China Drought-hit millions face heavy water cutsgreenspun.com : LUSENET : Grassroots Information Coordination Center (GICC) : One Thread
Published on Thursday, July 20, 2000 Drought-hit millions face heavy water cuts
Millions of households in more than 100 cities in the northern provinces are facing a cut in water supplies due to a severe drought which has plagued the region since spring. In cities including Tianjin, Yantai, Jinan, Weihai and Changchun, big reservoirs only have enough water to last another few weeks with the water level hitting record lows, Xinhua reported yesterday.
According to the mainland's Anti-Flood Office, an increasing number of counties or cities in the provinces of Shanxi, Shandong and Heilongjiang have been forced to impose water quotas on households and factories.
Although days of heavy rain in the north at the beginning of this month had increased the water level in the reservoirs, the rise has been too little to alleviate the chronic drought problem.
In Shandong province, more than 1.8 million people in 38 cities have had their water supply reduced. Further north in Harbin, 200,000 residents are only allowed to use water at night. The city Government in Changchun has cut off the water supply to swimming pools, schools and car washes.
Beijing could face cutbacks due to over-exploitation of its underground water resources. A spokesman for the office said the Central Government and the State Council were concerned about the water crisis. Party committees and local authorities were drawing up a contingency plan as well as a long-term one to safeguard sufficient water supplies for the people.
According to the Ministry of Water Resources, an increasing number of cities on the mainland have been facing water shortages since the 1990s.
The drought problem has also hurt crop yields as the dry farmlands in provinces such as Shandong have triggered locust plagues.
In stark contrast to the parched north, the country's central and southern areas are approaching the flood peak of the year. Official figures show at least 564 people have been killed in floods on the mainland since the rainy season started in June.
Flooding has affected provinces as far north as Shaanxi, where 135 people have been killed recently in floods in the counties of Ziyang and Hu.
An extra concern is that as the disasters worsen, public dissatisfaction is growing and the threat of social unrest is becoming more real.
-- Martin Thompson (firstname.lastname@example.org), July 21, 2000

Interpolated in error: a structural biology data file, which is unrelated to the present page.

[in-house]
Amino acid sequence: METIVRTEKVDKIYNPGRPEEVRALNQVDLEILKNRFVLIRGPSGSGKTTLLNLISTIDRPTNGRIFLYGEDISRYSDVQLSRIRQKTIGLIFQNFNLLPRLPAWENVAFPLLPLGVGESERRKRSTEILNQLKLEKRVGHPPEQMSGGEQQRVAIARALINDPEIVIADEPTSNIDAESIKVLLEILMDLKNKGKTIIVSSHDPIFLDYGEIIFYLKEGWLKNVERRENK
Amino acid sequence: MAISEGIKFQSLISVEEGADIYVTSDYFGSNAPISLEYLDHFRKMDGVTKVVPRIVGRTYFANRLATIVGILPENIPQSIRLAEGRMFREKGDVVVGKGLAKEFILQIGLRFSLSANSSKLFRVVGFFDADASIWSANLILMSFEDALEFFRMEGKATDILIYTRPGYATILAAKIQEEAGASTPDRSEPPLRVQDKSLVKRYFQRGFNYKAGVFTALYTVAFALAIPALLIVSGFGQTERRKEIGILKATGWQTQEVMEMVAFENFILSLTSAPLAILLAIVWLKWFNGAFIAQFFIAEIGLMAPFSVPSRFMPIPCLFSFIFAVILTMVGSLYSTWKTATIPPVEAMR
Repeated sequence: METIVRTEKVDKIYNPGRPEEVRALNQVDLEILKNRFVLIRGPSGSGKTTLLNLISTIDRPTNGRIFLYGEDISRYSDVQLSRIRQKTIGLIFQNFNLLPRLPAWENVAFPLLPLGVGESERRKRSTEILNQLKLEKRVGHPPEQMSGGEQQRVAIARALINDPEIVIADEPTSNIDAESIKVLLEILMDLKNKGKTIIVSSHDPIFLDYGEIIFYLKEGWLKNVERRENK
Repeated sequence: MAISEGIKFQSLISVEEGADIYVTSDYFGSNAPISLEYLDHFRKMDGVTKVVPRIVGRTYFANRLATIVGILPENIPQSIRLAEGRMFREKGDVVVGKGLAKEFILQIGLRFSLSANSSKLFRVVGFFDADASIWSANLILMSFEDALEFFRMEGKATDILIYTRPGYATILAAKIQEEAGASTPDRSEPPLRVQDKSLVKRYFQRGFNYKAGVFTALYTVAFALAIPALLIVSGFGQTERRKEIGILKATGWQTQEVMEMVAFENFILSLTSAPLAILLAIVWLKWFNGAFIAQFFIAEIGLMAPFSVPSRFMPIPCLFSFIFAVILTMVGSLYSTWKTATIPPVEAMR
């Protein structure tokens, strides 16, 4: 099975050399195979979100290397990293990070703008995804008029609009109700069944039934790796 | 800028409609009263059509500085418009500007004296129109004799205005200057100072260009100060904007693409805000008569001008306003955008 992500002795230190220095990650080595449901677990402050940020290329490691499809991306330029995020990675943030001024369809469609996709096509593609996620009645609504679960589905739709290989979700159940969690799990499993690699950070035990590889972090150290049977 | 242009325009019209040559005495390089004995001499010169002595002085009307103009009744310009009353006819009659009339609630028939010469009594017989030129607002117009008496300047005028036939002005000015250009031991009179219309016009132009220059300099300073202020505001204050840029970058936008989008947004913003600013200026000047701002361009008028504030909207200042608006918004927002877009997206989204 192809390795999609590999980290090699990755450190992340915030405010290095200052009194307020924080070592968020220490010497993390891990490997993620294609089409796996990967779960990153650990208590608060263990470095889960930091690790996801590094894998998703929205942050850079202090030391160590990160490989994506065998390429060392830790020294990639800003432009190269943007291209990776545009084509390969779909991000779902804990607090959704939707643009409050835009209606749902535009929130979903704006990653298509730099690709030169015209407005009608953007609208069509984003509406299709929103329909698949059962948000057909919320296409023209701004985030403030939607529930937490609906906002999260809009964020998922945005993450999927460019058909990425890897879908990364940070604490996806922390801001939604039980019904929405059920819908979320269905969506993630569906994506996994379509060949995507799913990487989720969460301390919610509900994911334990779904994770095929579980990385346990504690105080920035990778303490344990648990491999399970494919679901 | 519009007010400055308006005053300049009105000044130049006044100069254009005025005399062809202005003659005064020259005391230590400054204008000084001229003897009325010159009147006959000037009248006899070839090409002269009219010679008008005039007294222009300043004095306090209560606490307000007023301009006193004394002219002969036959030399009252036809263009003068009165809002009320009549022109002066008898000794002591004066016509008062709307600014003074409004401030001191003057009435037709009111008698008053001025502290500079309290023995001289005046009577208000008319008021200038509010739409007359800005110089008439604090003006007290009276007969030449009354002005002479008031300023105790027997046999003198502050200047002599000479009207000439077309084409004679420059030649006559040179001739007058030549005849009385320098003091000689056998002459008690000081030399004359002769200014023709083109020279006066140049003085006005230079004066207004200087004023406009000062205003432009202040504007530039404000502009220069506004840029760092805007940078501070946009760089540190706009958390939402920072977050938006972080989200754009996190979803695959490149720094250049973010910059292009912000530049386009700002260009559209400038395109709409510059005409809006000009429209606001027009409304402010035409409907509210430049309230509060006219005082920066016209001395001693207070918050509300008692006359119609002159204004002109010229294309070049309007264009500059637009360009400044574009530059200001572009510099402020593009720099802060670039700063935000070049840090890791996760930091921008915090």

Northeast China faces serious water shortage (07/21/2000) Little rain in northeast China's Jilin Province has caused a serious water shortage in this provincial capital, said to be the most serious one in the last one hundred years.
To deal with the problem, the city government has decided to start supplying water to four regions at different time periods, lessening daily water use by a total 200,000 cubic meters as of Thursday.
All the public bathrooms, swimming pools and car washing and cleaning centers have stopped running, The local afforestation bureau is required to substitute river or lake water for tap water to irrigate the green patches and trees along the roads. Enterprises are also ordered to lessen water usage by either one fifth or one ninth.
The average temperature in the city since June 1 has been 24.5 degrees Celsius, 3.6 degrees higher than usual. Northeast China, once a cool area in summer, has become a "furnace".
Most local dams and rivers have dried up, and the water reserve in the two main reservoirs for the city's production and daily life are now only 10 million cubic meters or another 20 or 30 days' supply.
Continuous high temperature and little rain may reduce the city's industrial output value by six billion yuan (about 720 million US dollars) and profits by around 300 million yuan. Drought-hit farmland in the city has now reached some 100,000 hectare
-- Martin Thompson (email@example.com), July 21, 2000.
The Chinese haven't been making a lot of noise lately about Taiwan. Maybe this is the reason. Distraction.
-- Uncle Fred (firstname.lastname@example.org), July 21, 2000.